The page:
Familiar names in this category, including three previous Whitney winners (Gale Sears, Letters in the Jade Dragon Box, 2011, Heather B. Moore, Abinadi, 2008, and Carla Kelly, Borrowed Light, 2011 and My Loving Vigil Keeping, 2012). Jennie Hansen is a previous Whitney finalist, and Phyllis Gunderson is new to the Whitneys. I confess that this is not usually my favorite category, but this list of authors makes me look forward to digging in to the books.

In Romance:

Blackmoore, Julianne Donaldson
Hearth Fires, Dorothy Keddington
Longing for Home, Sarah Eden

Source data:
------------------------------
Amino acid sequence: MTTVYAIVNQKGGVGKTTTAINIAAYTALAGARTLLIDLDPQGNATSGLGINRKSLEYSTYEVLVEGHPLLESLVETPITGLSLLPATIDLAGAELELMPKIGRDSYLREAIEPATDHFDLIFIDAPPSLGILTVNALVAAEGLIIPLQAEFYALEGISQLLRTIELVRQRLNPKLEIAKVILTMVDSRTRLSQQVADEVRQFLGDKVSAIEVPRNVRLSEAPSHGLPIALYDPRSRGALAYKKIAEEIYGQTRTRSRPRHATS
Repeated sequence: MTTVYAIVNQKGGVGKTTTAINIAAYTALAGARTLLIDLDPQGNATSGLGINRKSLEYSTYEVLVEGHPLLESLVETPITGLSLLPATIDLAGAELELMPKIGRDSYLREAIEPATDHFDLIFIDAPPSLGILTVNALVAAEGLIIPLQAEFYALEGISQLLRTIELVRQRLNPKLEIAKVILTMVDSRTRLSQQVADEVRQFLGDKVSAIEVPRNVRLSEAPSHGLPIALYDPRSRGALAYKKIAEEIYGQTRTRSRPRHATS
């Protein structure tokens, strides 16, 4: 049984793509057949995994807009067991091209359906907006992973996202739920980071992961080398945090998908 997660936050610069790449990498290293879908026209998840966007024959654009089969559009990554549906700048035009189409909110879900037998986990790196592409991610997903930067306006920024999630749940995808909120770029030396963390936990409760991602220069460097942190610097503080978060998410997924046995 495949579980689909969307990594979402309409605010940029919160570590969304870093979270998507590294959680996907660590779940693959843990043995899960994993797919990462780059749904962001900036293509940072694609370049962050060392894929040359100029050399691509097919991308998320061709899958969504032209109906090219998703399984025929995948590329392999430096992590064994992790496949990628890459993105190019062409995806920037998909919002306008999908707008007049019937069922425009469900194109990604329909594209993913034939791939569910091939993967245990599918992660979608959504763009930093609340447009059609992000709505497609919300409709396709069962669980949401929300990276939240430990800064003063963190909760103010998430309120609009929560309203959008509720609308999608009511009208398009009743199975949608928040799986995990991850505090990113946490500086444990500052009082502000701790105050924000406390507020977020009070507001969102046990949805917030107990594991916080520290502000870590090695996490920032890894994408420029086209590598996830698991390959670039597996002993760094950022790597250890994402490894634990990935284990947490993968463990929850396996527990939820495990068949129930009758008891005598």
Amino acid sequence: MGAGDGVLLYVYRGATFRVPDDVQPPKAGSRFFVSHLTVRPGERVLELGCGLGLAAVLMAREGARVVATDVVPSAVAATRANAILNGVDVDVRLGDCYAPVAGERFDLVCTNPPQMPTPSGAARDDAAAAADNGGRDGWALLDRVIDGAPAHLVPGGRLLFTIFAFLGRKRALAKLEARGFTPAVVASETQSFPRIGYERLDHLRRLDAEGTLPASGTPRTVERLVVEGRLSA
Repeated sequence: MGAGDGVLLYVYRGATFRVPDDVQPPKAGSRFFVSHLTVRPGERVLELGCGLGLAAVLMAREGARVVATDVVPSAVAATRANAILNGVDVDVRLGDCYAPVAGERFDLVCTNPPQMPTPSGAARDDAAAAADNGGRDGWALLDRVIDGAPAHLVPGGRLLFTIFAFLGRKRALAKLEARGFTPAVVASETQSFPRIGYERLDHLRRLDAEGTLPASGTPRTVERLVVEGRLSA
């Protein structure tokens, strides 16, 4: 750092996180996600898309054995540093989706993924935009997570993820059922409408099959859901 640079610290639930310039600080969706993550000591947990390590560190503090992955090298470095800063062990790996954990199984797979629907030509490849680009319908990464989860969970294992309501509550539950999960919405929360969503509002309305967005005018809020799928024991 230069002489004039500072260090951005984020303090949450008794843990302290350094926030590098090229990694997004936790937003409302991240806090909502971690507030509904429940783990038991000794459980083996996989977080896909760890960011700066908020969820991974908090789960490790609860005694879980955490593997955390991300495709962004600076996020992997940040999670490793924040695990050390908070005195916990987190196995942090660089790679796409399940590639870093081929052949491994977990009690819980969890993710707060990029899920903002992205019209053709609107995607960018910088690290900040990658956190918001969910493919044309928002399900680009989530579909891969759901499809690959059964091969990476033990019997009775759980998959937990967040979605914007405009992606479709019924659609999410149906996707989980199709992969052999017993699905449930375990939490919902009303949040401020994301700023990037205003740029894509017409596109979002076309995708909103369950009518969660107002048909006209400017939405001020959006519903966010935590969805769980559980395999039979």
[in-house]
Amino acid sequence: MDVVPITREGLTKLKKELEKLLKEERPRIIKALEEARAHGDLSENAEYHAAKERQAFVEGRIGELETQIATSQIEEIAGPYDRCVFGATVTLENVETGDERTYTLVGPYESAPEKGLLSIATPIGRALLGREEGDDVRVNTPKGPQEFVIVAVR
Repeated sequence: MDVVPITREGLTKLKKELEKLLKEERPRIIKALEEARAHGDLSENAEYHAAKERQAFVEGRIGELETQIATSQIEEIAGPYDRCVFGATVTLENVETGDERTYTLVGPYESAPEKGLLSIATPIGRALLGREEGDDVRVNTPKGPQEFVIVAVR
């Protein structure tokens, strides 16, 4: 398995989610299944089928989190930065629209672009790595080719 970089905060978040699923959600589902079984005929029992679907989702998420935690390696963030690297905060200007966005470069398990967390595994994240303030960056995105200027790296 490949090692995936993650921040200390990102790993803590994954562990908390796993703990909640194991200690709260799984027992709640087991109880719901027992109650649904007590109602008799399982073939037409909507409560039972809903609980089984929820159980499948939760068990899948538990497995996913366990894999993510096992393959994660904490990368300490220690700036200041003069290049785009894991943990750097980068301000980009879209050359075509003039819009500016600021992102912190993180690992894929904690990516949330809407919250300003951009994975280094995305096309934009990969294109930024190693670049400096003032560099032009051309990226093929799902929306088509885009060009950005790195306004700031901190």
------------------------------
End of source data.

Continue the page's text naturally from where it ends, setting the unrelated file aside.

Second Chances, Melonie Jacobsen
The Orchard, Krista Lynn Jenson

Again, another strong category–four previous Whitney finalists here (Sarah Eden, Melonie Jacobsen, Krista Lynn Jenson), and Julianne Donaldson won with Edenbrooke last year.

In Mystery/Suspense:
Rocky Road, by Josi Kilpack
Deep Cover, by Traci Hunter Abramson
I, Spy, by Jordan McCollum
Finding Sheba, by Heather B. Moore
Spy for a Spy, by Jordan McCollum

Traci Hunter Abramson won this category last year; Josi Kilpack’s culinary mysteries are always great fun, and I’m halfway through I, Spy and really enjoying the voice of Jordan McCollum’s Mormon CIA spy.McCollum is also eligible for best novel by a new author this year.

In Speculative:
Dark Memories, by Jeffrey S. Savage
Echo in Time, C. J. Hill
Heart of the Ocean, by Heather B. Moore,
The Witnesses, by Stephanie Black
Winter Queen, by Amber Argyle